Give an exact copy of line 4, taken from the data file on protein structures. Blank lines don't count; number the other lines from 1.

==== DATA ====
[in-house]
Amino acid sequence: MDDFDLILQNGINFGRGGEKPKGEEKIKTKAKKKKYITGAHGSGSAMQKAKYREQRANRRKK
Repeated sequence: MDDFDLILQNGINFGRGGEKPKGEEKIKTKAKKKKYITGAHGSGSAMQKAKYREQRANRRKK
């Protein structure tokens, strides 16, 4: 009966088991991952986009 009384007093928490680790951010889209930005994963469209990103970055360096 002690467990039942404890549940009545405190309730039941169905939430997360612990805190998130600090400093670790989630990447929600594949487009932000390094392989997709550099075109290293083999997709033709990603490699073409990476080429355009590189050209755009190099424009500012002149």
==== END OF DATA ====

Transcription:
């Protein structure tokens, strides 16, 4: 009966088991991952986009 009384007093928490680790951010889209930005994963469209990103970055360096 002690467990039942404890549940009545405190309730039941169905939430997360612990805190998130600090400093670790989630990447929600594949487009932000390094392989997709550099075109290293083999997709033709990603490699073409990476080429355009590189050209755009190099424009500012002149």